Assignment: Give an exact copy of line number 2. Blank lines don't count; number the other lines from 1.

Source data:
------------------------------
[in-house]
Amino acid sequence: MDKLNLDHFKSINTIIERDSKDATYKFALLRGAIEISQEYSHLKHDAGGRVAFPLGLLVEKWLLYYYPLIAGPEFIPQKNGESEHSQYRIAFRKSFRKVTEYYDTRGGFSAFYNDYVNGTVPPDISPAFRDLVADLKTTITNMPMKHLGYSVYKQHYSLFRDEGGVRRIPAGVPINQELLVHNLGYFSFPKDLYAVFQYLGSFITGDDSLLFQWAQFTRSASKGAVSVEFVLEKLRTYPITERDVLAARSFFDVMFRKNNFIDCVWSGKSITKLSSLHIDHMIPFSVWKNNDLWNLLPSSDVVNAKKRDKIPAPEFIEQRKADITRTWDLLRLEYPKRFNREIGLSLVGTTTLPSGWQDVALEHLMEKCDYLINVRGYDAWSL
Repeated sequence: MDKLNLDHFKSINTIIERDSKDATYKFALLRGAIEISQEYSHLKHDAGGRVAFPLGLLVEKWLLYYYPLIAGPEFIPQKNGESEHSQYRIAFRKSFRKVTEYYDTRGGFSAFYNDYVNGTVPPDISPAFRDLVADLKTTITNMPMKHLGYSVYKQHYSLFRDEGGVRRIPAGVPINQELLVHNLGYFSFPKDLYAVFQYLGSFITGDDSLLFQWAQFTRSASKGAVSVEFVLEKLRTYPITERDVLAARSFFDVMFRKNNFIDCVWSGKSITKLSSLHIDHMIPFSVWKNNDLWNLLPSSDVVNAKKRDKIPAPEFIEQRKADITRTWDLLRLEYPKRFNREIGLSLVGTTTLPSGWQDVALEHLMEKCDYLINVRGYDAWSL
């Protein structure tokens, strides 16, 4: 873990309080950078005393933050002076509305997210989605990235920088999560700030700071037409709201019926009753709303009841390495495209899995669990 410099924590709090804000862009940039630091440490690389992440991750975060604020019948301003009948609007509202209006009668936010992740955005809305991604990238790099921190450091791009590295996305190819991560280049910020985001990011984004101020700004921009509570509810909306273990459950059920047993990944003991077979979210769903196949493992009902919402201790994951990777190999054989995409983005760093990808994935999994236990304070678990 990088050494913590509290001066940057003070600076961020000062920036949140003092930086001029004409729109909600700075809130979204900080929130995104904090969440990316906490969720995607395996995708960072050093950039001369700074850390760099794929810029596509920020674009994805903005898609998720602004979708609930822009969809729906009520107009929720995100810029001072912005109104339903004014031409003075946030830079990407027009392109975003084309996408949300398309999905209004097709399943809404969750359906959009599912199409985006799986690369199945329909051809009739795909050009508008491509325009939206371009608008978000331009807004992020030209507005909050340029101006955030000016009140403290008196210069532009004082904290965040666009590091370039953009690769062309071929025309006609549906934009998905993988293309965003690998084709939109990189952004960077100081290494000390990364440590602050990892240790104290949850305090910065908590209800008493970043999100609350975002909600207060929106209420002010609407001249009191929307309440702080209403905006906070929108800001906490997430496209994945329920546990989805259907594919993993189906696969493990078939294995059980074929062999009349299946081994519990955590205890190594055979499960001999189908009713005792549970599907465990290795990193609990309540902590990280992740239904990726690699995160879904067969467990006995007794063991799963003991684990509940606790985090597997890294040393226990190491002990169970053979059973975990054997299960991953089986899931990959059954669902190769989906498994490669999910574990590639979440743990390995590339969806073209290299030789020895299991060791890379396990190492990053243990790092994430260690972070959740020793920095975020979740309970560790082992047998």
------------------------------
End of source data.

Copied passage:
Amino acid sequence: MDKLNLDHFKSINTIIERDSKDATYKFALLRGAIEISQEYSHLKHDAGGRVAFPLGLLVEKWLLYYYPLIAGPEFIPQKNGESEHSQYRIAFRKSFRKVTEYYDTRGGFSAFYNDYVNGTVPPDISPAFRDLVADLKTTITNMPMKHLGYSVYKQHYSLFRDEGGVRRIPAGVPINQELLVHNLGYFSFPKDLYAVFQYLGSFITGDDSLLFQWAQFTRSASKGAVSVEFVLEKLRTYPITERDVLAARSFFDVMFRKNNFIDCVWSGKSITKLSSLHIDHMIPFSVWKNNDLWNLLPSSDVVNAKKRDKIPAPEFIEQRKADITRTWDLLRLEYPKRFNREIGLSLVGTTTLPSGWQDVALEHLMEKCDYLINVRGYDAWSL